If there's one thing the French do well, it's their delicious pastries and desserts.
A key element of many, from [profiteroles, is a beautiful choux pastry. Pronounced "shoo", it is unusual because it’s “cooked” before it’s baked and uses steam created by the eggs as the raising agent.
Here, The Australian Women's Weekly's Test Kitchen experts take you through how to make choux pastry step by step, with all their secret choux pastry tips to get it right, every time.
Preheat oven to 220°C (200°C fan-forced). Grease two oven trays. Combine 75g butter, 1/2 teaspoon of salt and ¾ cup (180ml) of water in a medium saucepan. Bring to the boil. Do not let the water boil for longer than necessary while melting the butter as it will evaporate and affect the balance of ingredients.
Add ¾ cup (110g) of plain flour all at once, beating with a wooden spoon until mixture is smooth and pulls away from the side of the saucepan to form a ball. Continue to beat for a further 30 seconds-1 minute over low heat.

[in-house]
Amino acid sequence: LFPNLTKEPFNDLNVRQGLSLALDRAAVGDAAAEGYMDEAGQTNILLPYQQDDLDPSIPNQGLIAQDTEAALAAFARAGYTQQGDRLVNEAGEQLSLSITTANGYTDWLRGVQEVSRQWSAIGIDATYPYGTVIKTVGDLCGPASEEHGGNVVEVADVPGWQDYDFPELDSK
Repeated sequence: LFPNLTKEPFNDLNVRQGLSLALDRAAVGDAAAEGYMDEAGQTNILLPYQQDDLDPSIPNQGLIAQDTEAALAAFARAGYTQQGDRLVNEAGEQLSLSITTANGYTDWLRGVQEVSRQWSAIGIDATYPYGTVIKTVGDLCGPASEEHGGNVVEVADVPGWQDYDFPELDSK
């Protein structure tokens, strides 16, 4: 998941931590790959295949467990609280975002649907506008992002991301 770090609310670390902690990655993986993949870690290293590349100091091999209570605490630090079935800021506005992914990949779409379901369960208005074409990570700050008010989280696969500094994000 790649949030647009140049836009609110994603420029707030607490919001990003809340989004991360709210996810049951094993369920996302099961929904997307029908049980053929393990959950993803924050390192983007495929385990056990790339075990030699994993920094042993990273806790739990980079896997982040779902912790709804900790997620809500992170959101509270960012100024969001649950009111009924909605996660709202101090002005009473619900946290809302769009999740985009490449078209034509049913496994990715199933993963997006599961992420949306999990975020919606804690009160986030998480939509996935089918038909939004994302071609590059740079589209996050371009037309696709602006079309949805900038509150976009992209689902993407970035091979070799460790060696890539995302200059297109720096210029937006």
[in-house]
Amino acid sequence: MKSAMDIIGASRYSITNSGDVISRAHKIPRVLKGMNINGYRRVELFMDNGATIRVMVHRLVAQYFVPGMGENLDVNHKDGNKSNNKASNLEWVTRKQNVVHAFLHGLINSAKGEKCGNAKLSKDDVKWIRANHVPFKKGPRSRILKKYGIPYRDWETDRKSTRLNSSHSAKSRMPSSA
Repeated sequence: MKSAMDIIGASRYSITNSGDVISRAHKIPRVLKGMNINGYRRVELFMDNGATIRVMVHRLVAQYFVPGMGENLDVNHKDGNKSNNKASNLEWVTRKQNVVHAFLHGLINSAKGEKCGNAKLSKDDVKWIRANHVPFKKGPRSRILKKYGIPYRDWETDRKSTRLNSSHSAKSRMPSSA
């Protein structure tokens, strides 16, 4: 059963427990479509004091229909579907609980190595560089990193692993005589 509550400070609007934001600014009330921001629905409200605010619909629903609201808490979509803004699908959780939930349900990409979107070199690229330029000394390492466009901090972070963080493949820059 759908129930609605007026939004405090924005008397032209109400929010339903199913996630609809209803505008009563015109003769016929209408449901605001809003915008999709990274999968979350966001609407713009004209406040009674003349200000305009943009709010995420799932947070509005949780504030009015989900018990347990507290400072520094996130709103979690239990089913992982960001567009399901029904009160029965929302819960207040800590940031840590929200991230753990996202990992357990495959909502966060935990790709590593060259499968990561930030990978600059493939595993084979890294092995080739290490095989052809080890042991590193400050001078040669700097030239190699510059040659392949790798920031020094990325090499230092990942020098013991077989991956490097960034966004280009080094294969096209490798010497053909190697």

Transfer dough to a medium bowl. Using a wooden spoon, beat 3 eggs into dough, one at a time, beating vigorously and thoroughly after each addition.
Add enough of a fourth beaten egg to dough until it is thick and glossy and just falls from the spoon – not all the egg may be needed.
Drop rounded teaspoons of dough 3cm apart onto prepared trays. Sprinkle or spray puffs with a little water.
Bake for 10 minutes. Reduce heat to 200°C (180°C fan-forced). Bake for further 15 minutes or until puffs are golden. Cut a small opening in base of each puff; return to oven for 5 minutes or until puffs are dry.
Tip: The puffs “puff” because the steam is trapped inside them, causing them to rise up and out.
Choux pastry fillings can be sweet or savoury mixtures, such as thick custard or vanilla-scented cream.